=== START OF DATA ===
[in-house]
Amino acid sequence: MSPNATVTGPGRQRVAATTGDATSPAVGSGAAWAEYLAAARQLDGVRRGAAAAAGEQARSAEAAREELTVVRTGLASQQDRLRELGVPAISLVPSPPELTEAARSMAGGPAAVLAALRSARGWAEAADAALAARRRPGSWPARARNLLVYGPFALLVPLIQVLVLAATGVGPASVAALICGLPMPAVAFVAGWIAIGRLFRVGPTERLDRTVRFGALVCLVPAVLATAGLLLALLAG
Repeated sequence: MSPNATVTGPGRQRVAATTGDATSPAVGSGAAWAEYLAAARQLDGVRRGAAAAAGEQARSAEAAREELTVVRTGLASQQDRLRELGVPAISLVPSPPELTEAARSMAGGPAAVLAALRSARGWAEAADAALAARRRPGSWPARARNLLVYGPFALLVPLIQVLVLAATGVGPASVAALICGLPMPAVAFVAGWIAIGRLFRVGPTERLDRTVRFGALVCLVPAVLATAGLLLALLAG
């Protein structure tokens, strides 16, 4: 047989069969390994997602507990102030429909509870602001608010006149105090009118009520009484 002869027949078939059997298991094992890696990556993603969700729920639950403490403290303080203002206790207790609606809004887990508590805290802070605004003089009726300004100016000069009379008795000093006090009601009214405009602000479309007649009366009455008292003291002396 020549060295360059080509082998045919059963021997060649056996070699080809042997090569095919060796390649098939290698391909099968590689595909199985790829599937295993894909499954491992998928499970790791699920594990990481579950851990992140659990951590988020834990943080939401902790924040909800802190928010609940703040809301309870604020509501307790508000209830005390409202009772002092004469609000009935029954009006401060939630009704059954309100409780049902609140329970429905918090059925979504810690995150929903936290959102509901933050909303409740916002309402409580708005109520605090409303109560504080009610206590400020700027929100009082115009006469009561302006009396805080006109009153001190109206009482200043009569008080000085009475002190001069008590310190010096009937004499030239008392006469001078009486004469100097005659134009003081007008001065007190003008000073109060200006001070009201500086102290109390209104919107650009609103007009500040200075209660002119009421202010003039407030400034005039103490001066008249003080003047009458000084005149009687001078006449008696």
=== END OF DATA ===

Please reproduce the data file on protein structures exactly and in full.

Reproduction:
[in-house]
Amino acid sequence: MSPNATVTGPGRQRVAATTGDATSPAVGSGAAWAEYLAAARQLDGVRRGAAAAAGEQARSAEAAREELTVVRTGLASQQDRLRELGVPAISLVPSPPELTEAARSMAGGPAAVLAALRSARGWAEAADAALAARRRPGSWPARARNLLVYGPFALLVPLIQVLVLAATGVGPASVAALICGLPMPAVAFVAGWIAIGRLFRVGPTERLDRTVRFGALVCLVPAVLATAGLLLALLAG
Repeated sequence: MSPNATVTGPGRQRVAATTGDATSPAVGSGAAWAEYLAAARQLDGVRRGAAAAAGEQARSAEAAREELTVVRTGLASQQDRLRELGVPAISLVPSPPELTEAARSMAGGPAAVLAALRSARGWAEAADAALAARRRPGSWPARARNLLVYGPFALLVPLIQVLVLAATGVGPASVAALICGLPMPAVAFVAGWIAIGRLFRVGPTERLDRTVRFGALVCLVPAVLATAGLLLALLAG
């Protein structure tokens, strides 16, 4: 047989069969390994997602507990102030429909509870602001608010006149105090009118009520009484 002869027949078939059997298991094992890696990556993603969700729920639950403490403290303080203002206790207790609606809004887990508590805290802070605004003089009726300004100016000069009379008795000093006090009601009214405009602000479309007649009366009455008292003291002396 020549060295360059080509082998045919059963021997060649056996070699080809042997090569095919060796390649098939290698391909099968590689595909199985790829599937295993894909499954491992998928499970790791699920594990990481579950851990992140659990951590988020834990943080939401902790924040909800802190928010609940703040809301309870604020509501307790508000209830005390409202009772002092004469609000009935029954009006401060939630009704059954309100409780049902609140329970429905918090059925979504810690995150929903936290959102509901933050909303409740916002309402409580708005109520605090409303109560504080009610206590400020700027929100009082115009006469009561302006009396805080006109009153001190109206009482200043009569008080000085009475002190001069008590310190010096009937004499030239008392006469001078009486004469100097005659134009003081007008001065007190003008000073109060200006001070009201500086102290109390209104919107650009609103007009500040200075209660002119009421202010003039407030400034005039103490001066008249003080003047009458000084005149009687001078006449008696």